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Soaring lumber price adds nearly $19,000 to the cost of a new home


Untitled worker stands on top of a house under construction in San Rafael California.

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Since the outbreak of the pandemic in 1918, the lumber price has been on a wild ride. It’s now at the top of its escalator. 

In December, lumber prices rose again after falling from an all-time high of May last year. According to Random Lengths, they are currently about 22% below their peak but about three times the average price before the pandemic. 

It is increasing both the price of building new homes and remodeling older ones. According to the National Association of Home Builders, the latest price rise has added $18,600 more to the cost of a new home. A new multi-family home costs an average of $7,300 more, which means households pay $67 more per month to rent a brand new apartment.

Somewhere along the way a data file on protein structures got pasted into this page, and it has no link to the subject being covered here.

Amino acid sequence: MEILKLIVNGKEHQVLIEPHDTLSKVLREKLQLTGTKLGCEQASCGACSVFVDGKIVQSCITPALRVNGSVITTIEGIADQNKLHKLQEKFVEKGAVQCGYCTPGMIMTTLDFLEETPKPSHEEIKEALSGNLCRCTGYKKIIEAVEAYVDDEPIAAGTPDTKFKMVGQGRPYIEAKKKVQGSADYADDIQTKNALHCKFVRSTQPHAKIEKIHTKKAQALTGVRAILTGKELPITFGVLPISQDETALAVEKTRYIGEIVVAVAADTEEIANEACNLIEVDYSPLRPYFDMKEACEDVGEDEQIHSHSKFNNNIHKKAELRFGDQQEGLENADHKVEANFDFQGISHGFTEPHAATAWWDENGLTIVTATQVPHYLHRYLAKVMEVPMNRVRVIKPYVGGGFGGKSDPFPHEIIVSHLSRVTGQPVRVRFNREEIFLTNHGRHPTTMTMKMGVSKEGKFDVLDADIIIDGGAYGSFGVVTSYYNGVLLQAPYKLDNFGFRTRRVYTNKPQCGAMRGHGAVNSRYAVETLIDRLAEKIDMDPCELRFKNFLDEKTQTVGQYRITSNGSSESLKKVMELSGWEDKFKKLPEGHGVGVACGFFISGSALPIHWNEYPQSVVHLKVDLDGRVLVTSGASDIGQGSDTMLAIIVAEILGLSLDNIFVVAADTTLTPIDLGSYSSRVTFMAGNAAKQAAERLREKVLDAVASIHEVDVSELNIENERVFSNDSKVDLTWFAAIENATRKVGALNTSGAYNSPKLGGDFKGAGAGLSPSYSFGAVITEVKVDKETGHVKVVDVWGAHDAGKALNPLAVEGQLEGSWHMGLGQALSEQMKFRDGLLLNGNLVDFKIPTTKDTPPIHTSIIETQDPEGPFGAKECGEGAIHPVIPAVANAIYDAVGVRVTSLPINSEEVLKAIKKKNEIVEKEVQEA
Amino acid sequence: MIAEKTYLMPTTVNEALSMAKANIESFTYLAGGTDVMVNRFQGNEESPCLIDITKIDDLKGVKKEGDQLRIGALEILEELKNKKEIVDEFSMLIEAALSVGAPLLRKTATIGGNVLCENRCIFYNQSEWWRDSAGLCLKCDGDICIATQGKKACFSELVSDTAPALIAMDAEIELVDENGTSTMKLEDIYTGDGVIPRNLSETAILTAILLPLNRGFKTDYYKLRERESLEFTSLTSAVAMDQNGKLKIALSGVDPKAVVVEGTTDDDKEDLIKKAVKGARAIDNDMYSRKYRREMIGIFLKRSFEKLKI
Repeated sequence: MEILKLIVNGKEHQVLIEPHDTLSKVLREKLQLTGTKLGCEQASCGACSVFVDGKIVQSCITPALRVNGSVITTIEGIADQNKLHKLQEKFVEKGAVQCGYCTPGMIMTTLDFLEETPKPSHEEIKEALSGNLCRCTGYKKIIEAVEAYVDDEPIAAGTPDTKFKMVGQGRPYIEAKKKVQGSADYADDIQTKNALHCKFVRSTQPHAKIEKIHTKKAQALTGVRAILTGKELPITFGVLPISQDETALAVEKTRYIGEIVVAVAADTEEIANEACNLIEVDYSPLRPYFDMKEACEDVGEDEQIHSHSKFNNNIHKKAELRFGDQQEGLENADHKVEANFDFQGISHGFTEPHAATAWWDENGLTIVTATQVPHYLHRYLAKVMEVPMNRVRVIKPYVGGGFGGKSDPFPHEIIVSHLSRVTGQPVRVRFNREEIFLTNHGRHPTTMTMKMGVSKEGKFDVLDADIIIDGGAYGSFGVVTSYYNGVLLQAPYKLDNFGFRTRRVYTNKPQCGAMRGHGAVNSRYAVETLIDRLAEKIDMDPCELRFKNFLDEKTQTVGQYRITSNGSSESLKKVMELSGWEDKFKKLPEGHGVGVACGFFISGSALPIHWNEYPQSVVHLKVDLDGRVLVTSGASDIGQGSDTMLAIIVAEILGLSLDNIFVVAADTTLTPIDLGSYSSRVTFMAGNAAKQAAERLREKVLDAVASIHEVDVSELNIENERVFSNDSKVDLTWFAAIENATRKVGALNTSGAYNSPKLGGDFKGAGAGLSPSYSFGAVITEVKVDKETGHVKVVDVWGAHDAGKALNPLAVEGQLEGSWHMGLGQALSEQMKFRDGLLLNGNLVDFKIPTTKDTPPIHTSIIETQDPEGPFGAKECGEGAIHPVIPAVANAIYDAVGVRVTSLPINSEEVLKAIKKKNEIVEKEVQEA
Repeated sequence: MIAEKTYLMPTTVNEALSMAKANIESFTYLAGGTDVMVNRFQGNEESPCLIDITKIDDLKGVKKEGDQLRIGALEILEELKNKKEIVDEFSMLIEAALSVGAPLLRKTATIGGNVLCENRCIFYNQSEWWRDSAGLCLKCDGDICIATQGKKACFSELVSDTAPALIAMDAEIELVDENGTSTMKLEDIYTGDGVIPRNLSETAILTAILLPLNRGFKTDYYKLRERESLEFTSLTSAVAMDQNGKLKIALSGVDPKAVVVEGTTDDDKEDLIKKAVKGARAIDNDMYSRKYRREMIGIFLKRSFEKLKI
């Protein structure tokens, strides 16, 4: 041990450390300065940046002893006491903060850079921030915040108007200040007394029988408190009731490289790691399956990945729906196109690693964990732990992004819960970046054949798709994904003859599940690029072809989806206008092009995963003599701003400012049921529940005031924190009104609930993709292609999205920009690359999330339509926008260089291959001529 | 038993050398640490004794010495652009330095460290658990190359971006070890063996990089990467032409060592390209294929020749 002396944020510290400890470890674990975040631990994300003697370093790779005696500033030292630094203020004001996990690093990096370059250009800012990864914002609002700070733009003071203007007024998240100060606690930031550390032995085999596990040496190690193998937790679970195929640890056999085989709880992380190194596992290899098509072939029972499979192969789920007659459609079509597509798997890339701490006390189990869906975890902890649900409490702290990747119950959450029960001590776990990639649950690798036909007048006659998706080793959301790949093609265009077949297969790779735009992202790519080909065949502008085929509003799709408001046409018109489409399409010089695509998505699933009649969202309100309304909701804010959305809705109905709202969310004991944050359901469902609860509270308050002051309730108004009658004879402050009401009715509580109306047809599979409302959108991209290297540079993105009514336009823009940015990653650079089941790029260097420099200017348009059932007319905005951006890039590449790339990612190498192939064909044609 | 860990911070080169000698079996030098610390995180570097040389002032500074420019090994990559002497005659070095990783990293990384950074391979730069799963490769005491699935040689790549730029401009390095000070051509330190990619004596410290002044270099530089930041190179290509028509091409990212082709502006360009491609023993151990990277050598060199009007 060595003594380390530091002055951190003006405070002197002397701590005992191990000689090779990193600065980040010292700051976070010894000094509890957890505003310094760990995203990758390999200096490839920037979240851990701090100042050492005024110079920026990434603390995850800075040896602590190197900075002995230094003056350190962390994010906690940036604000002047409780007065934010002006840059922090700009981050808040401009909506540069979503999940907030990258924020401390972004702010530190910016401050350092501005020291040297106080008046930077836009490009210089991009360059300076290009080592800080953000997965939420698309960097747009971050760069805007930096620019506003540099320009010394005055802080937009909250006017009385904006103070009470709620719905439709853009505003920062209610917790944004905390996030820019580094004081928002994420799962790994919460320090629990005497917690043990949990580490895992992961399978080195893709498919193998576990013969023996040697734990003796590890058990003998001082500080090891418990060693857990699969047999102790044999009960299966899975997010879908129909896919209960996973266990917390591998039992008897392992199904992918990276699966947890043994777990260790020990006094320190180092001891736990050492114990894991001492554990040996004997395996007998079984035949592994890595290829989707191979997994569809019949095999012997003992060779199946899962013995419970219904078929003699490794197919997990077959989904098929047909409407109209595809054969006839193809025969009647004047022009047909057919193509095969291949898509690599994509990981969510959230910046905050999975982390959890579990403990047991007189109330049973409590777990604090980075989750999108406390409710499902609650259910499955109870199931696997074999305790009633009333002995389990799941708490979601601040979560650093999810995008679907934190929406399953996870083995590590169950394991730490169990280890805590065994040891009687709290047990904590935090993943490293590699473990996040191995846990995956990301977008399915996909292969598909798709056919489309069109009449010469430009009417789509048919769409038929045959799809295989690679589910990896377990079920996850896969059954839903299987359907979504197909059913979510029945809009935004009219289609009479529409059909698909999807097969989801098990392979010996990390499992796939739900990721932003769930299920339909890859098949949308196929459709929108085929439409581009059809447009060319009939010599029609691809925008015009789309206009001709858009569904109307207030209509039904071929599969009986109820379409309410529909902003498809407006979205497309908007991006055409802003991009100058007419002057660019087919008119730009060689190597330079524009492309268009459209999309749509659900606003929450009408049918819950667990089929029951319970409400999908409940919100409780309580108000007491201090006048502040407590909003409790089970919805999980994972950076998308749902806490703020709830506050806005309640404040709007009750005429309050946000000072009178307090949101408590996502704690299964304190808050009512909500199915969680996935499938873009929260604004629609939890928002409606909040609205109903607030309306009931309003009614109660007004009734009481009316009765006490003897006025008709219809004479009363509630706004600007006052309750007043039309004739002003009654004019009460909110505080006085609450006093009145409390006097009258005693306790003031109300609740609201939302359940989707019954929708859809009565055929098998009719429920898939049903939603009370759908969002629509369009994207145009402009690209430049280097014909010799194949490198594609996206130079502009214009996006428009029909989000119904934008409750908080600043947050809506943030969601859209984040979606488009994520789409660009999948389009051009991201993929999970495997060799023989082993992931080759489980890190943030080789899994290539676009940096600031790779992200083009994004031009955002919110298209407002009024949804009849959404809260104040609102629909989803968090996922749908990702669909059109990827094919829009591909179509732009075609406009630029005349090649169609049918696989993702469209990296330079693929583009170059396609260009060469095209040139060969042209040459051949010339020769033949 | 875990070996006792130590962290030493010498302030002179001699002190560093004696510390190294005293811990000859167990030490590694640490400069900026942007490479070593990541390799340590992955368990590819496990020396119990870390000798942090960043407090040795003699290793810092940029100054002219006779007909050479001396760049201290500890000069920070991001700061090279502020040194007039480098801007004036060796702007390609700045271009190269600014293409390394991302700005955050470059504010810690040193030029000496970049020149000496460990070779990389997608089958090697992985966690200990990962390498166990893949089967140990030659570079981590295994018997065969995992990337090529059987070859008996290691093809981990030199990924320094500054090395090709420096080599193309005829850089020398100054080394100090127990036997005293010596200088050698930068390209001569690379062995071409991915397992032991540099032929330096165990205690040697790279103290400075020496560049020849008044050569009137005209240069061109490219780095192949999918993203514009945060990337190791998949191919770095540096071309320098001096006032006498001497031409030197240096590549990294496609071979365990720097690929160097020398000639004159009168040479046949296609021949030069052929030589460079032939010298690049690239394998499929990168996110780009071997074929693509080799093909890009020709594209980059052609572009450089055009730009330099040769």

These average increases in home prices were calculated by NAHB based upon the amount of softwood lumber used to build a new home. This was gathered from the Builder Practices Survey, which was conducted by Home Innovation Research Labs.

David Logan, Director of Tax and Trade Analysis at NAHB, stated that “With an historically low level overall housing inventory, solid demand due to low interest rates on mortgages and favorable demographics,” new construction was unable to increase the supply of homes, leading to unsustainable increases in home prices. 

While there may be many causes of inflation, the main reason is that sawmills are unable to meet demand. The sawmill production dropped during the pandemic, and although it has seen some improvement it still faces labor shortages. The increase in housing starts is significantly outpacing sawmill output. 

Inflating lumber prices are also caused by ongoing supply chain disruptions, tariffs for Canadian lumber imports, and an unusually high wildfire season in British Columbia and the American West.